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Biology | Biotechnology | Genomics | Immunology and Infectious Disease | Medicine and Health Sciences | Microbiology | Organisms | Public Health
1.6 BIOLOGICAL SCIENCES; Microbiology; 3.3 HEALTH SCIENCES; Infectious diseases; Parasitology; Epidemiology; 3.4 HEALTH BIOTECHNOLOGY; Technologies involving identifying the functioning of DNA,
Group B Streptococcal isolates (n = 235) from the South of Ireland were characterised by serotyping, antimicrobial susceptibility and determination of the phenotypic and genotypic mechanisms of resistance. Resistance to erythromycin and clindamycin was observed in 21·3% and 20·4% of the total population, respectively. The c-MLSB phenotype was the most common phenotype detected (62%), with ermB being the predominant genetic determinant, present in 84% of resistant isolates. The rare L phenotype was observed in 2·9% (n = 7) of isolates, four of which harboured the lsaC gene responsible for clindamycin resistance. Serotypes Ia, III and II were the most common amongst the entire study population (28·1%, 24·7% and 14%, respectively). Four of the seven L phenotype isolates were serotype III and two of these strains were confirmed as the hypervirulent clone, ST-17 and harboured the hvgA gene. This is the first documented case of the L phenotype in Ireland to date and the study findings emphasise the need for continued monitoring of antibiotic resistance and serotype distribution in GBS isolates from Ireland.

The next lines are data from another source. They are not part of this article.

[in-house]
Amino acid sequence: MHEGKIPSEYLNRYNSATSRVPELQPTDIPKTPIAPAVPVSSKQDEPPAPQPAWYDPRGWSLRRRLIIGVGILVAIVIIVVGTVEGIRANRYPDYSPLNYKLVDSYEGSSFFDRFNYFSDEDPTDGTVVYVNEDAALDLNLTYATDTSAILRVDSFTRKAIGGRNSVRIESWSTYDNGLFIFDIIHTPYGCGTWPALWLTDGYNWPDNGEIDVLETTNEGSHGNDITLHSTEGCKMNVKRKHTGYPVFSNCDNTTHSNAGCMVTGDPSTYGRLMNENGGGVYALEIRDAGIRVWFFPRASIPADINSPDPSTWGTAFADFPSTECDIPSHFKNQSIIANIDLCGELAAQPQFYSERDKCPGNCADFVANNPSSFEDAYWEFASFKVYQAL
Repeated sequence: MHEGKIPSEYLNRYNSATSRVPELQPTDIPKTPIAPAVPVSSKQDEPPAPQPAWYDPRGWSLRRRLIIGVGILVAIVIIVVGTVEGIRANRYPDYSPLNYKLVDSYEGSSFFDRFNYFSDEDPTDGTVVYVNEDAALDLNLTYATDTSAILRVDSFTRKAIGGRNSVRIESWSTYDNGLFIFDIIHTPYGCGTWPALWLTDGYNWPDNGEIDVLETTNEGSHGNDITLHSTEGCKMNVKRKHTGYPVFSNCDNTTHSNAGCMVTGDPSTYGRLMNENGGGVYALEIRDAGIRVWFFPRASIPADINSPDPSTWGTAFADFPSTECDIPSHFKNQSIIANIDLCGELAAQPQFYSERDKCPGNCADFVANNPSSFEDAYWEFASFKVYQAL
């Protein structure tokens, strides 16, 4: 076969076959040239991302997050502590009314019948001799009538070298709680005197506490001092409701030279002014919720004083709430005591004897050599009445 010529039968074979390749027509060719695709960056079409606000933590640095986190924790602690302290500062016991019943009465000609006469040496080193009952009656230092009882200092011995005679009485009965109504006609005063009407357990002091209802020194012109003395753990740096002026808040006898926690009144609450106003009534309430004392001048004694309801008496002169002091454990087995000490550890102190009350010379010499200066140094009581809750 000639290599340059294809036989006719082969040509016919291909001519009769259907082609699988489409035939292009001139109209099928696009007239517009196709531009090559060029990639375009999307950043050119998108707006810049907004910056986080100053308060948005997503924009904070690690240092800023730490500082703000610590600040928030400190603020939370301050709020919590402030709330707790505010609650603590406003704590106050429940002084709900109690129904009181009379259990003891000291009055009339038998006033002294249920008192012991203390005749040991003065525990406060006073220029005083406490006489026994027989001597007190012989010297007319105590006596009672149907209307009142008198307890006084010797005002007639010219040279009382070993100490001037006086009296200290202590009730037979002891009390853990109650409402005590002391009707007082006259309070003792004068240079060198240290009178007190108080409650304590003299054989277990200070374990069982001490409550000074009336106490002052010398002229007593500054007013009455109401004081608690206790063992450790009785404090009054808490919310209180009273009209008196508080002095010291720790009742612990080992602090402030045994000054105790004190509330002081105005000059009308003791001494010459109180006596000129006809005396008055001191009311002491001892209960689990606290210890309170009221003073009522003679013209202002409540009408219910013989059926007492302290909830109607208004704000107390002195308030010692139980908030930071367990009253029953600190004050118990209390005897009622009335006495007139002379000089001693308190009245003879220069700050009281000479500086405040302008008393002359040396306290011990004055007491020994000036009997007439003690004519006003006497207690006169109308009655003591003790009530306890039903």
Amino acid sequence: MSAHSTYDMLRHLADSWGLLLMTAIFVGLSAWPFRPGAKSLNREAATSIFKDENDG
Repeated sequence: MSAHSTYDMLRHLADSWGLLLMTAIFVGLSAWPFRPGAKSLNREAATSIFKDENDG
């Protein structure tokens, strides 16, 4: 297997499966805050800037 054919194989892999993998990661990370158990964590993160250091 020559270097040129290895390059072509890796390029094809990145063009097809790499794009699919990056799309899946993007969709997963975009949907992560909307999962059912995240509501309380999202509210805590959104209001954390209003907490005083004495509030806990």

HAYES, K., COTTER, L., BARRY, L. and O’HALLORAN, F. (2017). Emergence of the L phenotype in Group B Streptococci in the South of Ireland. Epidemiology and Infection, 145(16), pp.3535–3542. https://www.cambridge.org/core/journals/epidemiology-and-infection/article/emergence-of-the-l-phenotype-in-group-b-streptococci-in-the-south-of-ireland/61EDA7F3D0D713F34B0A785ACBE9ED5A